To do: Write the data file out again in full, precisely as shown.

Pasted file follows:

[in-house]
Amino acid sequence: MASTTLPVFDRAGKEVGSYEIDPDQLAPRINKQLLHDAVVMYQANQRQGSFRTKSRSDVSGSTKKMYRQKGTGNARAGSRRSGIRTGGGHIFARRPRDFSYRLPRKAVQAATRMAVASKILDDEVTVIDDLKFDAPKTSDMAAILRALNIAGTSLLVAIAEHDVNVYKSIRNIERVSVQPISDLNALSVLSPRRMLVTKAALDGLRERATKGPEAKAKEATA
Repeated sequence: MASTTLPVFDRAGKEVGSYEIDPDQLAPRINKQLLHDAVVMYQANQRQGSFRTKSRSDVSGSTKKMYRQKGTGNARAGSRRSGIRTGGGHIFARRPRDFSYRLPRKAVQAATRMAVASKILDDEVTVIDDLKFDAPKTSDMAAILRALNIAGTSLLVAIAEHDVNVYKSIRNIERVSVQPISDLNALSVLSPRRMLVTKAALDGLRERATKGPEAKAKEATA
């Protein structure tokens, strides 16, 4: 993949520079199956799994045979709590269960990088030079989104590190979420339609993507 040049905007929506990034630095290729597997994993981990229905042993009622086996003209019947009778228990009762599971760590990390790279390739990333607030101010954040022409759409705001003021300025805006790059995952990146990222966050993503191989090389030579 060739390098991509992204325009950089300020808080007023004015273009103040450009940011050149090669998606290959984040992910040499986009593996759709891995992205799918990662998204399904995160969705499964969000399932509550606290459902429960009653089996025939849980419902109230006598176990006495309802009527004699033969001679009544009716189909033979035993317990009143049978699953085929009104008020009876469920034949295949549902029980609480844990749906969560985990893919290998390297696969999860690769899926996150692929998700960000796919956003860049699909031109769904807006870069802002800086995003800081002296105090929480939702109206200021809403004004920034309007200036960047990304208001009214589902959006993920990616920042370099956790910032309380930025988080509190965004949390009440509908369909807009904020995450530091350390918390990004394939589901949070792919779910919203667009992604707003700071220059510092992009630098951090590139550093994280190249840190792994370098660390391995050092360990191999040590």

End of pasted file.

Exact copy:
[in-house]
Amino acid sequence: MASTTLPVFDRAGKEVGSYEIDPDQLAPRINKQLLHDAVVMYQANQRQGSFRTKSRSDVSGSTKKMYRQKGTGNARAGSRRSGIRTGGGHIFARRPRDFSYRLPRKAVQAATRMAVASKILDDEVTVIDDLKFDAPKTSDMAAILRALNIAGTSLLVAIAEHDVNVYKSIRNIERVSVQPISDLNALSVLSPRRMLVTKAALDGLRERATKGPEAKAKEATA
Repeated sequence: MASTTLPVFDRAGKEVGSYEIDPDQLAPRINKQLLHDAVVMYQANQRQGSFRTKSRSDVSGSTKKMYRQKGTGNARAGSRRSGIRTGGGHIFARRPRDFSYRLPRKAVQAATRMAVASKILDDEVTVIDDLKFDAPKTSDMAAILRALNIAGTSLLVAIAEHDVNVYKSIRNIERVSVQPISDLNALSVLSPRRMLVTKAALDGLRERATKGPEAKAKEATA
């Protein structure tokens, strides 16, 4: 993949520079199956799994045979709590269960990088030079989104590190979420339609993507 040049905007929506990034630095290729597997994993981990229905042993009622086996003209019947009778228990009762599971760590990390790279390739990333607030101010954040022409759409705001003021300025805006790059995952990146990222966050993503191989090389030579 060739390098991509992204325009950089300020808080007023004015273009103040450009940011050149090669998606290959984040992910040499986009593996759709891995992205799918990662998204399904995160969705499964969000399932509550606290459902429960009653089996025939849980419902109230006598176990006495309802009527004699033969001679009544009716189909033979035993317990009143049978699953085929009104008020009876469920034949295949549902029980609480844990749906969560985990893919290998390297696969999860690769899926996150692929998700960000796919956003860049699909031109769904807006870069802002800086995003800081002296105090929480939702109206200021809403004004920034309007200036960047990304208001009214589902959006993920990616920042370099956790910032309380930025988080509190965004949390009440509908369909807009904020995450530091350390918390990004394939589901949070792919779910919203667009992604707003700071220059510092992009630098951090590139550093994280190249840190792994370098660390391995050092360990191999040590």